As a classics major, you will study Greek and/or Latin literature, read in the original languages. You will have access to the principal tools providing access to the riches of Greek and Roman civilizations: the languages themselves. As repositories of the greatest share of the formative works of the European tradition, they are our primary windows into the history and cultures of Europe and the Mediterranean until the late Middle Ages.
An introduction to the society and culture of the ancient Roman Republic and Empire. The "Roman World" began as a small settlement by the Tiber River and became a huge and diverse empire extending into three continents, with a cultural legacy that has lasted to this day. The course will cover key events over a millennium of Roman political history, but much of our time will be given to study and analysis of Roman concepts of national identity, moral and political thought, social hierarchies and dynamics, family, religion, and entertainment.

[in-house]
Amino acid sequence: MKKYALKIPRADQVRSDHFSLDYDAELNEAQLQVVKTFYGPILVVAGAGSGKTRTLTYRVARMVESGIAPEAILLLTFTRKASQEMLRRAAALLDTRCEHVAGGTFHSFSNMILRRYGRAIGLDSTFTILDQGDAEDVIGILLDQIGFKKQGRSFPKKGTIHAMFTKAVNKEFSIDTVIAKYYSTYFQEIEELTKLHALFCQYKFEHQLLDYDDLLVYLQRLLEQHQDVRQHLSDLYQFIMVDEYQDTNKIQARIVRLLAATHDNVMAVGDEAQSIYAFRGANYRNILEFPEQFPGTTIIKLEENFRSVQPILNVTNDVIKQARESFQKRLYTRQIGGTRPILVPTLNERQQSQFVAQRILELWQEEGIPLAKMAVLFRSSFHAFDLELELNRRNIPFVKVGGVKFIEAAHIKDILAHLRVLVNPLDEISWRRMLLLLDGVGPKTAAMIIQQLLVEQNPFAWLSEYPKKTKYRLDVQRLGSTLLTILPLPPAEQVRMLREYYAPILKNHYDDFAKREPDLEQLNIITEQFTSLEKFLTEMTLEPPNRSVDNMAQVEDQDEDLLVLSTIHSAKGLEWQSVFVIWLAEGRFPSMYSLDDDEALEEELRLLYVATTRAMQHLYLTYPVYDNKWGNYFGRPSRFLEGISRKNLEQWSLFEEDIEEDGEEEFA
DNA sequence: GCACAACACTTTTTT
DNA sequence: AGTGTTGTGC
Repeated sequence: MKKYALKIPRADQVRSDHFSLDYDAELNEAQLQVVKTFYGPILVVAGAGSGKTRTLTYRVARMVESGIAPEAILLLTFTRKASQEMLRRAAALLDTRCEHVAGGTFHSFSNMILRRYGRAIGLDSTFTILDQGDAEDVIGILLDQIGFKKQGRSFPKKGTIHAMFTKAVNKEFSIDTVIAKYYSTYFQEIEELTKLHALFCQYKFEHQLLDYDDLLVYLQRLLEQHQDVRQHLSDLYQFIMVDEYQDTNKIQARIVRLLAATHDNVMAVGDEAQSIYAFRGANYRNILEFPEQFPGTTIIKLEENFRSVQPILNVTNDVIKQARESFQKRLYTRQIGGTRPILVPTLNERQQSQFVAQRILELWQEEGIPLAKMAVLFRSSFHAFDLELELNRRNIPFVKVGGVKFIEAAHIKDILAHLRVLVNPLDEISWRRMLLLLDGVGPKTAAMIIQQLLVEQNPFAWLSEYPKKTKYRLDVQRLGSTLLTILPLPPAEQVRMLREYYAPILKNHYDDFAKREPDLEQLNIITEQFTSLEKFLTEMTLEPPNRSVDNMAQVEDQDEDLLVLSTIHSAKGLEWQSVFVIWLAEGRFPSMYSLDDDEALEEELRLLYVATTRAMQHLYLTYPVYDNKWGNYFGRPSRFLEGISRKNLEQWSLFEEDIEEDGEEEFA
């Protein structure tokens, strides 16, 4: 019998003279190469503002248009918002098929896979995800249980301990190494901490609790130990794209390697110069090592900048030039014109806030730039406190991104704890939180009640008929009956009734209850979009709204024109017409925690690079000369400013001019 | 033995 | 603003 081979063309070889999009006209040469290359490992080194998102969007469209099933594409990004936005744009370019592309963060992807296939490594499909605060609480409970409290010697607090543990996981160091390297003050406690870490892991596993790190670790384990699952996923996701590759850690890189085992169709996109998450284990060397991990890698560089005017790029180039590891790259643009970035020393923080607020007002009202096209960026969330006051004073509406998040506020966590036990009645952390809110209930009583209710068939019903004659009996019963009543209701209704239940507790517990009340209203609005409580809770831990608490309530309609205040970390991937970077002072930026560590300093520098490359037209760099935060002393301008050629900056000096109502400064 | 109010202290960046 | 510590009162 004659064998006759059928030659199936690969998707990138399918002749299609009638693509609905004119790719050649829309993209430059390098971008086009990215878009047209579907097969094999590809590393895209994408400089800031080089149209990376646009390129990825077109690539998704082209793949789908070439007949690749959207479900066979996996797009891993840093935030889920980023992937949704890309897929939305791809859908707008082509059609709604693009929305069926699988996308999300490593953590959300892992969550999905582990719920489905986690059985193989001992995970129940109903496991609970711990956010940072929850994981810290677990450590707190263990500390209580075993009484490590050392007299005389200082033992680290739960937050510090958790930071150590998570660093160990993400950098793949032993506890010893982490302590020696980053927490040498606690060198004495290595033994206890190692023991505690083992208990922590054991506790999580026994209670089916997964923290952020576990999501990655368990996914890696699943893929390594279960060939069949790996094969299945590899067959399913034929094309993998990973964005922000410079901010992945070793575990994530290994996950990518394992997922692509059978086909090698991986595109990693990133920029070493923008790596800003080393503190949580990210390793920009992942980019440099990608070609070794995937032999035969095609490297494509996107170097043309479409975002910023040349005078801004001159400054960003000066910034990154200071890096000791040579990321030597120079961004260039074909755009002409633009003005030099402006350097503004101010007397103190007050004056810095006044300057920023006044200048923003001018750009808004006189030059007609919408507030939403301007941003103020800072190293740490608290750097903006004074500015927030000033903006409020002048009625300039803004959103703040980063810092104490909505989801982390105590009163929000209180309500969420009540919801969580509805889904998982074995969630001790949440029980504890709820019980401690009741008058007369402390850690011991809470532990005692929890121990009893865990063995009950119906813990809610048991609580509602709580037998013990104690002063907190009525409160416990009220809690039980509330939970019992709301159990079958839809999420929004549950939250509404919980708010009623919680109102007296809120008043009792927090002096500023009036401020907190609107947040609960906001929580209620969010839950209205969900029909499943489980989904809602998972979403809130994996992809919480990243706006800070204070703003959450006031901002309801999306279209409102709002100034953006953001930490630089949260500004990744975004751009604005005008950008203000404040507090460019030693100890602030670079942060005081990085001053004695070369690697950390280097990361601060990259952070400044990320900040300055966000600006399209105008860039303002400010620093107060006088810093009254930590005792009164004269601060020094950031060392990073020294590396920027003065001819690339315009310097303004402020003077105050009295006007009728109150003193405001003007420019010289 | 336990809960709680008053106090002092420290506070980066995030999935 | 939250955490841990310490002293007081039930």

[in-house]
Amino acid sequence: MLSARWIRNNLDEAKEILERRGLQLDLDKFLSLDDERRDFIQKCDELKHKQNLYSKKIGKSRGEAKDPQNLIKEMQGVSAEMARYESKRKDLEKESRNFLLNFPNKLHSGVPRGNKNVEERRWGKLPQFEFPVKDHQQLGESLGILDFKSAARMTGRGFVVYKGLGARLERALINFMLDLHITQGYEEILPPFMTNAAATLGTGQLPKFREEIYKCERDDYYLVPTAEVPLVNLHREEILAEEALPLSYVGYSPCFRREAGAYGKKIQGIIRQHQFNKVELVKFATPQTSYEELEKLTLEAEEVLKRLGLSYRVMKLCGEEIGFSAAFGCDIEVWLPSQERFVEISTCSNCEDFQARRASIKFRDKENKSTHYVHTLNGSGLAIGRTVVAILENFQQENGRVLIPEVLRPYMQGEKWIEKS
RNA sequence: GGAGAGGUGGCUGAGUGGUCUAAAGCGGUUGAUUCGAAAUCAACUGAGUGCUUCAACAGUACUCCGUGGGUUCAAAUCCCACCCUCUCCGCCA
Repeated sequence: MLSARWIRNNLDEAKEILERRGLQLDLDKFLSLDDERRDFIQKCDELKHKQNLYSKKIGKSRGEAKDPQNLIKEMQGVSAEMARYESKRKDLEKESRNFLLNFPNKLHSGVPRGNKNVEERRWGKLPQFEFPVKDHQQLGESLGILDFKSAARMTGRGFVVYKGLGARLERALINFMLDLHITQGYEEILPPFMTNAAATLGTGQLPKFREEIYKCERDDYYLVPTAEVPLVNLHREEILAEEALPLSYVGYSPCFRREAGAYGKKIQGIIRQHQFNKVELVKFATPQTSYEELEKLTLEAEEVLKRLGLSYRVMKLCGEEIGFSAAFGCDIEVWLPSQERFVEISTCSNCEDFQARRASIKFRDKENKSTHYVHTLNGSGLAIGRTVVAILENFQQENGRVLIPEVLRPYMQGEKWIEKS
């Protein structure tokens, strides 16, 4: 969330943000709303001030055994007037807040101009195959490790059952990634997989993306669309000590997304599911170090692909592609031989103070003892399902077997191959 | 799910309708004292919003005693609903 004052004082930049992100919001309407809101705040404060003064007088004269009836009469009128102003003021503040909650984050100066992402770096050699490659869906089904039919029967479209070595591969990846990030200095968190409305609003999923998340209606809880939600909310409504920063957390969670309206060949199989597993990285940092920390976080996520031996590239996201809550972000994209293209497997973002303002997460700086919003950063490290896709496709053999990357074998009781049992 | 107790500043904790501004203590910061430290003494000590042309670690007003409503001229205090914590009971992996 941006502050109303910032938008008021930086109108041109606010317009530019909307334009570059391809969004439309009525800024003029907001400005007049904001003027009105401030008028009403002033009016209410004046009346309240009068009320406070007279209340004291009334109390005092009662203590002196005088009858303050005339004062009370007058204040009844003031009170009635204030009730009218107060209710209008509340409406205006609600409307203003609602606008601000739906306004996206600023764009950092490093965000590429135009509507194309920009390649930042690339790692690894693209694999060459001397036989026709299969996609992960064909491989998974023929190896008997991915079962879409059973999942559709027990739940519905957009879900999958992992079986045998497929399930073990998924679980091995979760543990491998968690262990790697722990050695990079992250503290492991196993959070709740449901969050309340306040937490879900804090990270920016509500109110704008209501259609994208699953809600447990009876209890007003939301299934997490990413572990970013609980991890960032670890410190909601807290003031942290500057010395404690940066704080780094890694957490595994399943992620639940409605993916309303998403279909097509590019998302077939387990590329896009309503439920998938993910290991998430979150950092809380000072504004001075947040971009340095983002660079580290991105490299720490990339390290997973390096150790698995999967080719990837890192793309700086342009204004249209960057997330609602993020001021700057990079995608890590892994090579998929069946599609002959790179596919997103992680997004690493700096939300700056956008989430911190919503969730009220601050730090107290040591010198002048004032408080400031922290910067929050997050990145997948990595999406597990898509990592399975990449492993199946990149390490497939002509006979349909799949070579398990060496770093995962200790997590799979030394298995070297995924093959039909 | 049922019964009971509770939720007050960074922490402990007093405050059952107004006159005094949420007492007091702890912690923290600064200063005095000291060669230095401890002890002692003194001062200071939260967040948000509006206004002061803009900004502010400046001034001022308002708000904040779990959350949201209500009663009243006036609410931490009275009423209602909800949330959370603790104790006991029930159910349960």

From the death of Socrates until the foundation of the Roman Empire, Greece and the Ancient Near East underwent profound changes that still resonate today. This course surveys the political, social, economic, and military developments of this period, especially Alexander the Great's legacy.
our students have gone on to become: